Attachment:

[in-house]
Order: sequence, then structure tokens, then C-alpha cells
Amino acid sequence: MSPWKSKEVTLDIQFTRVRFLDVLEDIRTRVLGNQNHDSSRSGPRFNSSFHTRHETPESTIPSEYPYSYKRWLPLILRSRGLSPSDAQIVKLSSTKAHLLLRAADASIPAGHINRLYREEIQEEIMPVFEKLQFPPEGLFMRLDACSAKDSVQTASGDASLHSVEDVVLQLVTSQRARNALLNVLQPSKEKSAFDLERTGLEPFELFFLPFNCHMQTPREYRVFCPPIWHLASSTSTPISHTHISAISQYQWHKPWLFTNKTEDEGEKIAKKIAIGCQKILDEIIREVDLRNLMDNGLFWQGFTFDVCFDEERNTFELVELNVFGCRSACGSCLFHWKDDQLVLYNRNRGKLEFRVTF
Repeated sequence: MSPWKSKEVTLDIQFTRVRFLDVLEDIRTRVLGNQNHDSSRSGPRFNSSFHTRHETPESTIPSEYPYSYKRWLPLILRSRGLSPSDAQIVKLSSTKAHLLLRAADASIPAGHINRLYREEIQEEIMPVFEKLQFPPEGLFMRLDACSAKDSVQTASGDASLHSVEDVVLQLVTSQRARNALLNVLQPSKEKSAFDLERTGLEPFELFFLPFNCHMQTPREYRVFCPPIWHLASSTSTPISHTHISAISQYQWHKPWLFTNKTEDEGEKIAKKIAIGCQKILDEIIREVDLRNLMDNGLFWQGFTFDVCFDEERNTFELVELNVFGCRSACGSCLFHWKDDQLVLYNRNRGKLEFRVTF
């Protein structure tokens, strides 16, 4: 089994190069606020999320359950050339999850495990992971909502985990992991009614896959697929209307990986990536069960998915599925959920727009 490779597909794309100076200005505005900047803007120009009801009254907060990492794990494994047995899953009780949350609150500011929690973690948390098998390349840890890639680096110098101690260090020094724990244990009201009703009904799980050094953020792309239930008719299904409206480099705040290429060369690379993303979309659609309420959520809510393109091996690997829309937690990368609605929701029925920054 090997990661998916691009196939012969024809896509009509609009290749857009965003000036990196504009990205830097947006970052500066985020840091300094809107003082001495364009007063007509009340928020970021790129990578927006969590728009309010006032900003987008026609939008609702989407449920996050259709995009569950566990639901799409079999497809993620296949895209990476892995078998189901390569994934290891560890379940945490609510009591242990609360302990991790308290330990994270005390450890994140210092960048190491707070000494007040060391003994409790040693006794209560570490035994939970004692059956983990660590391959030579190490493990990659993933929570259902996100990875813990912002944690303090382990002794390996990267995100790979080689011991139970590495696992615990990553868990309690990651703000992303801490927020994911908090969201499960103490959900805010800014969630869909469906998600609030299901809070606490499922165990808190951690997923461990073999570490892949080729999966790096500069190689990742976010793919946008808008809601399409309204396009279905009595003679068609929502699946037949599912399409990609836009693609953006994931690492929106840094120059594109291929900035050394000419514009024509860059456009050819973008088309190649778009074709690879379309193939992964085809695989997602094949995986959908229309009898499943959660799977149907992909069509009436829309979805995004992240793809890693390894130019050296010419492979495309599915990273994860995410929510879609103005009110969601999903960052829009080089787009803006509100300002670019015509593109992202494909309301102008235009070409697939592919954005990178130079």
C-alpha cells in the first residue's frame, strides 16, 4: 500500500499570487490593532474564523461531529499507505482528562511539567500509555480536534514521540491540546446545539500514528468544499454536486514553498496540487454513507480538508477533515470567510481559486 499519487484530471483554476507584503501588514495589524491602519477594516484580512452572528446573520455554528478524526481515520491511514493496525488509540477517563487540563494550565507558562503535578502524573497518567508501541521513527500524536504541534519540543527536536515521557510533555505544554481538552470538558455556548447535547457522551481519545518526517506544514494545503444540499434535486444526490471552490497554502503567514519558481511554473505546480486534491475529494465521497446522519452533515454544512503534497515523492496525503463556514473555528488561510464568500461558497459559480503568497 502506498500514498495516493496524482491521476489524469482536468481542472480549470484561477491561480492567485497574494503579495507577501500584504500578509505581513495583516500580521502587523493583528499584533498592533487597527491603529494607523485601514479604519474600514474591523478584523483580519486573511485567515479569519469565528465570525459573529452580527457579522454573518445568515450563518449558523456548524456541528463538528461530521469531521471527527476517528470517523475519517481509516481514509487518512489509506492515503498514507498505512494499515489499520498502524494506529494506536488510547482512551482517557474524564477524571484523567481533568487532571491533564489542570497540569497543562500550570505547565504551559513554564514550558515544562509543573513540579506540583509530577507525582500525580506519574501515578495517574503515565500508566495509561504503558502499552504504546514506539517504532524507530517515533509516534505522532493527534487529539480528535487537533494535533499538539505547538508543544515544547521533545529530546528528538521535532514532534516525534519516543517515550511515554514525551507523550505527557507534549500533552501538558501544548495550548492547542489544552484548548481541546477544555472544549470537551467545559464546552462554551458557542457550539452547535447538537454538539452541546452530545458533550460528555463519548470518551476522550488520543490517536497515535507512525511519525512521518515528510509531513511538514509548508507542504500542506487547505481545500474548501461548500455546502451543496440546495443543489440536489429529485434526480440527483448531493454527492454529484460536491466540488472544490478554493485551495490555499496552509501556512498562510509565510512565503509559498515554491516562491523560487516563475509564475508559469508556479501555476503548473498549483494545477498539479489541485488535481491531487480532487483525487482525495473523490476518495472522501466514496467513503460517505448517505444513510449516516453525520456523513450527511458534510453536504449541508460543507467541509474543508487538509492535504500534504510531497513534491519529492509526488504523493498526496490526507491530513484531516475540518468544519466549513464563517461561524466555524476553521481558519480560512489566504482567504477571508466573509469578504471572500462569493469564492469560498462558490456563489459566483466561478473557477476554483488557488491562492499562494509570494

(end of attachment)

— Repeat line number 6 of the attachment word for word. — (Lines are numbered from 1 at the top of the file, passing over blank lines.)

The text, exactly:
C-alpha cells in the first residue's frame, strides 16, 4: 500500500499570487490593532474564523461531529499507505482528562511539567500509555480536534514521540491540546446545539500514528468544499454536486514553498496540487454513507480538508477533515470567510481559486 499519487484530471483554476507584503501588514495589524491602519477594516484580512452572528446573520455554528478524526481515520491511514493496525488509540477517563487540563494550565507558562503535578502524573497518567508501541521513527500524536504541534519540543527536536515521557510533555505544554481538552470538558455556548447535547457522551481519545518526517506544514494545503444540499434535486444526490471552490497554502503567514519558481511554473505546480486534491475529494465521497446522519452533515454544512503534497515523492496525503463556514473555528488561510464568500461558497459559480503568497 502506498500514498495516493496524482491521476489524469482536468481542472480549470484561477491561480492567485497574494503579495507577501500584504500578509505581513495583516500580521502587523493583528499584533498592533487597527491603529494607523485601514479604519474600514474591523478584523483580519486573511485567515479569519469565528465570525459573529452580527457579522454573518445568515450563518449558523456548524456541528463538528461530521469531521471527527476517528470517523475519517481509516481514509487518512489509506492515503498514507498505512494499515489499520498502524494506529494506536488510547482512551482517557474524564477524571484523567481533568487532571491533564489542570497540569497543562500550570505547565504551559513554564514550558515544562509543573513540579506540583509530577507525582500525580506519574501515578495517574503515565500508566495509561504503558502499552504504546514506539517504532524507530517515533509516534505522532493527534487529539480528535487537533494535533499538539505547538508543544515544547521533545529530546528528538521535532514532534516525534519516543517515550511515554514525551507523550505527557507534549500533552501538558501544548495550548492547542489544552484548548481541546477544555472544549470537551467545559464546552462554551458557542457550539452547535447538537454538539452541546452530545458533550460528555463519548470518551476522550488520543490517536497515535507512525511519525512521518515528510509531513511538514509548508507542504500542506487547505481545500474548501461548500455546502451543496440546495443543489440536489429529485434526480440527483448531493454527492454529484460536491466540488472544490478554493485551495490555499496552509501556512498562510509565510512565503509559498515554491516562491523560487516563475509564475508559469508556479501555476503548473498549483494545477498539479489541485488535481491531487480532487483525487482525495473523490476518495472522501466514496467513503460517505448517505444513510449516516453525520456523513450527511458534510453536504449541508460543507467541509474543508487538509492535504500534504510531497513534491519529492509526488504523493498526496490526507491530513484531516475540518468544519466549513464563517461561524466555524476553521481558519480560512489566504482567504477571508466573509469578504471572500462569493469564492469560498462558490456563489459566483466561478473557477476554483488557488491562492499562494509570494